Spinal Fusion

Spinal fusion is a procedure used to address spinal conditions that relate to the small bones of the spine. At the Spine Physicians Institute our patients have seen a great deal of success in dealing with various conditions using these procedures throughout our Dallas, Red Oak, Irving and Plano offices. The basic premise of spine fusion surgeries is that by fusing together specific areas of the spine together that they will heal together or “fuse” into a healthy solid state.

The first step to determining whether or not this particular procedure will be effective is to get an accurate diagnosis of your condition so that the spine surgeon can determine the exact source of your pain. In order to accomplish this we will more than likely utilize diagnostic imaging such as x-ray, CT and MRI technologies. The images that your doctor will get from these images will help identify the underlying issues and assess whether spine fusion surgery is the best possible option.

For more questions about this procedure we welcome patients to give us a call at any of our Dallas, Irving, Red Oak or Plano office locations to schedule an appointment.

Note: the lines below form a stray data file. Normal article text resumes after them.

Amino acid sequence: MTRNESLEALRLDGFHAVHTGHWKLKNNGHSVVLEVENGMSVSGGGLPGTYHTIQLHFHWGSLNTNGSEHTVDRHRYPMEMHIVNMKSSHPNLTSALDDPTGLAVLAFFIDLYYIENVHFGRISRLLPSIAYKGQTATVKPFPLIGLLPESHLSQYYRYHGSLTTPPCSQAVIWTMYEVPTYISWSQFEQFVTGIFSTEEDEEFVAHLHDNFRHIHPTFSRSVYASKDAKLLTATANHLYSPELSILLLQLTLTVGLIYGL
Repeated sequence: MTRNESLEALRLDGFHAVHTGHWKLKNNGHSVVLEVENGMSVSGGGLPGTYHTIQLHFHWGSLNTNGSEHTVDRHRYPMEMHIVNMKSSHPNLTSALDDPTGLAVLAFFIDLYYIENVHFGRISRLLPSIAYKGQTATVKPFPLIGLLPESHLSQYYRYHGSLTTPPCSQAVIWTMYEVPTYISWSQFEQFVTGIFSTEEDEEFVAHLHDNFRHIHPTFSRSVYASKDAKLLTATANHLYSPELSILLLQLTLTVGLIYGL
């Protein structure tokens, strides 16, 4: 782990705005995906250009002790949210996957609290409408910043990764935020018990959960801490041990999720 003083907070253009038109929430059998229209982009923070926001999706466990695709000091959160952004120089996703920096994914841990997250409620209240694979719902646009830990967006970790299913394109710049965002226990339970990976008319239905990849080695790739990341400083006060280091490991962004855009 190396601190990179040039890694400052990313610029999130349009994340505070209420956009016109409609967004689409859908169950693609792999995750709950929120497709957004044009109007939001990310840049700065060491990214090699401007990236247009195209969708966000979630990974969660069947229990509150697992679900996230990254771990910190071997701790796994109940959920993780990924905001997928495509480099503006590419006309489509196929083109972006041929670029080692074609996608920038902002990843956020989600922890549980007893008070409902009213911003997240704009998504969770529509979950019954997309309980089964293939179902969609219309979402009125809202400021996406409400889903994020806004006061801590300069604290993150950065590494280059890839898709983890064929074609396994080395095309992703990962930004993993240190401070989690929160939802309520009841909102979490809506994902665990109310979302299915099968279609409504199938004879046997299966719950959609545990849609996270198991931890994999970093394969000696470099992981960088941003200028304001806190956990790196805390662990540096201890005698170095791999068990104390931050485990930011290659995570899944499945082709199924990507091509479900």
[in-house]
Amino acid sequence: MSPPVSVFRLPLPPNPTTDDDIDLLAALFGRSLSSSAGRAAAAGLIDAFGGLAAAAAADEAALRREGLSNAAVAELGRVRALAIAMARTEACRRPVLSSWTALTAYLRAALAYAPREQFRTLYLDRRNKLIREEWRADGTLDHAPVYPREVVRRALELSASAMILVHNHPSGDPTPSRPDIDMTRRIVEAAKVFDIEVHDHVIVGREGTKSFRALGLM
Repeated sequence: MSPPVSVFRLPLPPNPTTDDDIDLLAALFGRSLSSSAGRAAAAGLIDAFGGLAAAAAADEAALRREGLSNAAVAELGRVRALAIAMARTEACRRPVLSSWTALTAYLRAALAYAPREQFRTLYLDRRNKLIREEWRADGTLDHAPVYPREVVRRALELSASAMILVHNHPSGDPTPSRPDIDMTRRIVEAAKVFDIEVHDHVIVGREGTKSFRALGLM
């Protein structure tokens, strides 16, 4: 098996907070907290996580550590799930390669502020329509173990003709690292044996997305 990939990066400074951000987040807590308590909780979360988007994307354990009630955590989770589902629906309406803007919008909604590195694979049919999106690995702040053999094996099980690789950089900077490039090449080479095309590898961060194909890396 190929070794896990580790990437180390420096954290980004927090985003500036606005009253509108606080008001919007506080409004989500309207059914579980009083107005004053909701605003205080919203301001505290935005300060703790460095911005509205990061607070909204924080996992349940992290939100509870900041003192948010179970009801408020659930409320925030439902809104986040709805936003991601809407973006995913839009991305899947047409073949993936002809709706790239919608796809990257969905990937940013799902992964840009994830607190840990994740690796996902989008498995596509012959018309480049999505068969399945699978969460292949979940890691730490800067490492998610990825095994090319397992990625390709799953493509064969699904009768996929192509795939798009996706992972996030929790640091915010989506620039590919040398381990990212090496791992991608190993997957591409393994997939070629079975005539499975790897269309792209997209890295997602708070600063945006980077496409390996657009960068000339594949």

• Posterior Lumbar Interbody Fusion (PLIF)

    Traditionally, there are a few ways to fuse the spine. One of these ways is known as interbody fusion. Interbody fusion is fusion of two vertebrae between the vertebral bodies (main trunk of the vertebra) in the anterior column (front part of the spine). In order to fuse two vertebrae together

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  • Lumbar Disc Arthroplasty

    As a patient suffering from unremitting low back pain, if at least six months of aggressive conservative (nonsurgical) treatment has failed to help, and especially if the pain and other symptoms are making it difficult to complete everyday activities, then surgery can be considered to relieve the pain and restore

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  • Post Lateral Lumbar Fusion

    During the initial few months following a spine fusion, it is best to avoid excess motion and stress at the fused segments. It is during this time that the fusion bone mass is becoming established. Certain types of movement to avoid include:

    • Excess lifting (anything over 10 to 15 pounds)
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